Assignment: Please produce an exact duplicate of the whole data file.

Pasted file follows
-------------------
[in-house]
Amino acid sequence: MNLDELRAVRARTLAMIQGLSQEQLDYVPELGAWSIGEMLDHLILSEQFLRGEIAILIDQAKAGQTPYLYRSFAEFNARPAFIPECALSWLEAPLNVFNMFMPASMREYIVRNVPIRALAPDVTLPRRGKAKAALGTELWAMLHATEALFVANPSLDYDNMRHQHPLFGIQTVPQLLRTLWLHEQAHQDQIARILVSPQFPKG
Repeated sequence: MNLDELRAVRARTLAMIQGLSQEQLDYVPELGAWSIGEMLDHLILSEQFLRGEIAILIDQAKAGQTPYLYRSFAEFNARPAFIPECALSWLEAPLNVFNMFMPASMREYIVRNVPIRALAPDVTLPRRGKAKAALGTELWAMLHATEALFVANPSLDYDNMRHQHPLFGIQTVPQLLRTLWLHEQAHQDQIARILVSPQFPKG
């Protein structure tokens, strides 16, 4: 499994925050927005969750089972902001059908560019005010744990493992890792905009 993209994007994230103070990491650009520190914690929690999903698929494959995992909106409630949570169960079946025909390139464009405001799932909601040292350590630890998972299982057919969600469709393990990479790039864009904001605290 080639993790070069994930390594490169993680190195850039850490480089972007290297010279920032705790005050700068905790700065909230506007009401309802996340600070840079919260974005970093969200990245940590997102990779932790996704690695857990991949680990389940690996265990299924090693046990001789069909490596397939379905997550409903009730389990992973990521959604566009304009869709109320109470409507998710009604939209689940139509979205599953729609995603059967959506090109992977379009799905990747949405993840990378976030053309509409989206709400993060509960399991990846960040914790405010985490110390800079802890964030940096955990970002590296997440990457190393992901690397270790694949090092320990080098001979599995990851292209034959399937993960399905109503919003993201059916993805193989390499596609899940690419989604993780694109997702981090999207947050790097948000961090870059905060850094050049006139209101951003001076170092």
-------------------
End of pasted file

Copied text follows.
[in-house]
Amino acid sequence: MNLDELRAVRARTLAMIQGLSQEQLDYVPELGAWSIGEMLDHLILSEQFLRGEIAILIDQAKAGQTPYLYRSFAEFNARPAFIPECALSWLEAPLNVFNMFMPASMREYIVRNVPIRALAPDVTLPRRGKAKAALGTELWAMLHATEALFVANPSLDYDNMRHQHPLFGIQTVPQLLRTLWLHEQAHQDQIARILVSPQFPKG
Repeated sequence: MNLDELRAVRARTLAMIQGLSQEQLDYVPELGAWSIGEMLDHLILSEQFLRGEIAILIDQAKAGQTPYLYRSFAEFNARPAFIPECALSWLEAPLNVFNMFMPASMREYIVRNVPIRALAPDVTLPRRGKAKAALGTELWAMLHATEALFVANPSLDYDNMRHQHPLFGIQTVPQLLRTLWLHEQAHQDQIARILVSPQFPKG
């Protein structure tokens, strides 16, 4: 499994925050927005969750089972902001059908560019005010744990493992890792905009 993209994007994230103070990491650009520190914690929690999903698929494959995992909106409630949570169960079946025909390139464009405001799932909601040292350590630890998972299982057919969600469709393990990479790039864009904001605290 080639993790070069994930390594490169993680190195850039850490480089972007290297010279920032705790005050700068905790700065909230506007009401309802996340600070840079919260974005970093969200990245940590997102990779932790996704690695857990991949680990389940690996265990299924090693046990001789069909490596397939379905997550409903009730389990992973990521959604566009304009869709109320109470409507998710009604939209689940139509979205599953729609995603059967959506090109992977379009799905990747949405993840990378976030053309509409989206709400993060509960399991990846960040914790405010985490110390800079802890964030940096955990970002590296997440990457190393992901690397270790694949090092320990080098001979599995990851292209034959399937993960399905109503919003993201059916993805193989390499596609899940690419989604993780694109997702981090999207947050790097948000961090870059905060850094050049006139209101951003001076170092």